Soy at multi-month lows on demand woes; corn sags, wheat steadies
(Updates prices, adds quotes, changes byline, changes dateline
from previous HAMBURG)
By Julie Ingwersen
CHICAGO, April 23 (Reuters) - U.S. soybean futures fell to a
seven-month low on Tuesday as traders focused on demand
destruction resulting from the ongoing U.S. trade war with top
global soy buyer China as well as the effects of a devastating
disease in China's hog herd.
Corn futures fell to contract lows, pressured by ample U.S.
and global supplies, while wheat futures steadied after recent
As of 11:40 a.m. CDT (1640 GMT), Chicago Board of Trade May
soybeans were down 15-3/4 cents at $8.61-1/4 per bushel,
the contract's lowest since Sept. 19.
CBOT May corn was down 4 cents at $3.50-3/4 a bushel
after hitting a contract low at $3.50-1/4, and CBOT May wheat
was up 1-1/4 cents at $4.37 a bushel.
Soybeans led the way down as traders considered bearish
"You've got two big issues with China: your unresolved trade
war, and African swine fever, both of which are giant issues
when it comes to demand," said Joe Vaclavik, president of
African swine fever, which is fatal to pigs but harmless in
humans, has spread to every province on the Chinese mainland
since its initial detection in August 2018, raising concern
about a drop in Chinese demand for feedstuffs including soy and
The U.S. Department of Agriculture has projected that U.S.
soybean stocks at the end of the 2018/19 marketing year will
reach 895 million bushels, more than double the previous year.
"The weight of this year's fundamentals are being felt by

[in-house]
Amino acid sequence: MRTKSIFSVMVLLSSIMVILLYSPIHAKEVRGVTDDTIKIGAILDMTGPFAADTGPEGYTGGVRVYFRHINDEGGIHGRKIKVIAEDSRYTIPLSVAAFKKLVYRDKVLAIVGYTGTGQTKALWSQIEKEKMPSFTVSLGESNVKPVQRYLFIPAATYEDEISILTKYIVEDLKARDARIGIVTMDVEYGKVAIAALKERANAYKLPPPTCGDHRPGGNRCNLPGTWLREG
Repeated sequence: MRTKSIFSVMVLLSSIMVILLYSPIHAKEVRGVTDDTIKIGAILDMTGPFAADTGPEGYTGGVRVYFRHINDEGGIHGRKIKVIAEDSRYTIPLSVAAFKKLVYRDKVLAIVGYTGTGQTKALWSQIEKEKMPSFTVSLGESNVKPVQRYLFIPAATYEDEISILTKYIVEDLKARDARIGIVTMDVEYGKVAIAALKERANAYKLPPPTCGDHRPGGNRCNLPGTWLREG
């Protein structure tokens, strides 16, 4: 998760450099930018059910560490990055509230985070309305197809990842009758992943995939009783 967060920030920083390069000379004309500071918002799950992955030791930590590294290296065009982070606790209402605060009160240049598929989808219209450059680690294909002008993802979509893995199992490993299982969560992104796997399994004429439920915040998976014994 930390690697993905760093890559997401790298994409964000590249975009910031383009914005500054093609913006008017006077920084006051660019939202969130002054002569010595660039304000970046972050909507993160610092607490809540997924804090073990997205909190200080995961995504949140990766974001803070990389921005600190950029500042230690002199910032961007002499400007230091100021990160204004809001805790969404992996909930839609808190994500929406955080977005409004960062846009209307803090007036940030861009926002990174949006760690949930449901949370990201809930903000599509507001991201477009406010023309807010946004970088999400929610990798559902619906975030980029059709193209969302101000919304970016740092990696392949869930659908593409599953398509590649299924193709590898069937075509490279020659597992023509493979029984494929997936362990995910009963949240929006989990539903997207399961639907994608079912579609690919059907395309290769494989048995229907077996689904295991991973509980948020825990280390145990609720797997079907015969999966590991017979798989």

the market as the realization hits that a China trade deal
likely will not 'fix' the balance sheet," INTL FCStone chief
commodities analyst Arlan Suderman wrote in a client note.
CBOT corn futures fell to contract lows in the front five
contracts. U.S. farmers are holding a sizable amount of
un-priced grain that has yet to hit the market, Vaclavik said.
"When the farmer is undersold, it's hard to rally ... You've
got a lot of corn and beans that need to be priced, and the
market knows it," Vaclavik said.
Others noted pressure on prices from optimism that U.S.
farmers would be able to plant corn this spring despite wet
conditions that have delayed field work.
"Traders believe that farmers can get the crop planted given
a 10-day window to do so," Suderman wrote.
Wheat futures firmed slightly, with the CBOT May contract
up after falling nearly 2% a day earlier. But K.C. hard
red winter wheat futures set contract lows.
"Demand isn't good ... and crop conditions are good,"
The USDA on Monday rated 62 percent of the U.S. winter wheat
crop in good to excellent condition, up from 60 percent a week
earlier. A year ago, the USDA rated
just 31 percent of the crop as good to excellent.
CBOT prices as of 11:39 a.m. CDT (1639 GMT):
Net Pct Volume
Last change change
CBOT wheat WK9 437.00 1.25 0.3 34889
CBOT corn CK9 350.75 -4.00 -1.1 130659
CBOT soybeans SK9 861.25 -15.75 -1.8 114390
CBOT soymeal SMK9 300.40 -2.10 -0.7 41040
CBOT soyoil BOK9 28.21 -0.49 -1.7 42437
NOTE: CBOT May wheat, corn and soybeans shown in cents per
bushel, May soymeal in dollars per short ton and May soyoil in
cents per lb.
(Additional reporting by Michael Hogan in Hamburg and Naveen
Thukral in Singapore; editing by Edmund Blair and Marguerita
First Published: 2019-04-23 03:30:15
Updated 2019-04-23 18:52:55
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